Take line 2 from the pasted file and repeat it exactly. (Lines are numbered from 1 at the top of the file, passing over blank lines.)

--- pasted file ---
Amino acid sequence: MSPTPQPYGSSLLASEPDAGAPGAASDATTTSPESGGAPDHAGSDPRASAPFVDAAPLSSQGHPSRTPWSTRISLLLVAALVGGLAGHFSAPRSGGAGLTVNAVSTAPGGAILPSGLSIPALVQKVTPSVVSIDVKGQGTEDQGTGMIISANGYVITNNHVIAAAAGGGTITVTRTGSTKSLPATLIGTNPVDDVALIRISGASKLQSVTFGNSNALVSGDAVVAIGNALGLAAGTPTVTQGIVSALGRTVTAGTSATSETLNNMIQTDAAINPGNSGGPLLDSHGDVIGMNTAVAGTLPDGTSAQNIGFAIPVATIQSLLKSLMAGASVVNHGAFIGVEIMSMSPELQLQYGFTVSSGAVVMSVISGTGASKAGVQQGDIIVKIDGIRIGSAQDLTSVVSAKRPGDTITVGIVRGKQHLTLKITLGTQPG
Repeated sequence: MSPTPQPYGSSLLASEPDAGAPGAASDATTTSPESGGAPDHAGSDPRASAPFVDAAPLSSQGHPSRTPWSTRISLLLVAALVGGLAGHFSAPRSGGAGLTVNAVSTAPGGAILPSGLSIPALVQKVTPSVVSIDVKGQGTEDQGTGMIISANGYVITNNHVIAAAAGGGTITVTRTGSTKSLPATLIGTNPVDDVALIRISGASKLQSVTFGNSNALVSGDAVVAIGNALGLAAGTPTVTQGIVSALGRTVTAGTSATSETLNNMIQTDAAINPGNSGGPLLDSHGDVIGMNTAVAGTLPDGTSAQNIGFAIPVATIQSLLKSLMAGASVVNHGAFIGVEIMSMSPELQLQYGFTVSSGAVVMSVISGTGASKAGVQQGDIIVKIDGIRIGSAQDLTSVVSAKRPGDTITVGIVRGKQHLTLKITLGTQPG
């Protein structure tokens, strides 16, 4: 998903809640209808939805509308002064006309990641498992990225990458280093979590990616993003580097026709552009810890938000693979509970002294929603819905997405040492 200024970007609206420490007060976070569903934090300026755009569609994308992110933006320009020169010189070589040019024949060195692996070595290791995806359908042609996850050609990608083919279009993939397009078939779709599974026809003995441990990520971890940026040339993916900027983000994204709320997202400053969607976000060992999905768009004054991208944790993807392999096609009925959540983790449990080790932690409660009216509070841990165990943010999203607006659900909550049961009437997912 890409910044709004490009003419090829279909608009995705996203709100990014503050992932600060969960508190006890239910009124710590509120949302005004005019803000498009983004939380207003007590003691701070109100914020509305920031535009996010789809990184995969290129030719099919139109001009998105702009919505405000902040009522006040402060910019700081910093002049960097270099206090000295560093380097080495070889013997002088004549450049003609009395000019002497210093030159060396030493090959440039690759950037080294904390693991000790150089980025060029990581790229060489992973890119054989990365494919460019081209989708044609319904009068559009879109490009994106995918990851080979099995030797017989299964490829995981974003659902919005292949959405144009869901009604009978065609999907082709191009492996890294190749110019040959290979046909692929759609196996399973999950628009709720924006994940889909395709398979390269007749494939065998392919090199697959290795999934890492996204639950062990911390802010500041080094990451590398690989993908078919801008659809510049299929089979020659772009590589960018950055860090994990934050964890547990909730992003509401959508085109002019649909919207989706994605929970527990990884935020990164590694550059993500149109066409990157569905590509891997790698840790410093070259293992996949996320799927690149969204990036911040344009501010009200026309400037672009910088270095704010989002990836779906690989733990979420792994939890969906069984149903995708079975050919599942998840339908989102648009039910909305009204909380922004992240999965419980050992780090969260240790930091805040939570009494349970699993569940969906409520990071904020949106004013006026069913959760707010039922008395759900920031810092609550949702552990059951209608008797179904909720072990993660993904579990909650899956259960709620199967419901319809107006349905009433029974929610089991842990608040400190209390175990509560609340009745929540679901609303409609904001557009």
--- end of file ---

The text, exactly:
Repeated sequence: MSPTPQPYGSSLLASEPDAGAPGAASDATTTSPESGGAPDHAGSDPRASAPFVDAAPLSSQGHPSRTPWSTRISLLLVAALVGGLAGHFSAPRSGGAGLTVNAVSTAPGGAILPSGLSIPALVQKVTPSVVSIDVKGQGTEDQGTGMIISANGYVITNNHVIAAAAGGGTITVTRTGSTKSLPATLIGTNPVDDVALIRISGASKLQSVTFGNSNALVSGDAVVAIGNALGLAAGTPTVTQGIVSALGRTVTAGTSATSETLNNMIQTDAAINPGNSGGPLLDSHGDVIGMNTAVAGTLPDGTSAQNIGFAIPVATIQSLLKSLMAGASVVNHGAFIGVEIMSMSPELQLQYGFTVSSGAVVMSVISGTGASKAGVQQGDIIVKIDGIRIGSAQDLTSVVSAKRPGDTITVGIVRGKQHLTLKITLGTQPG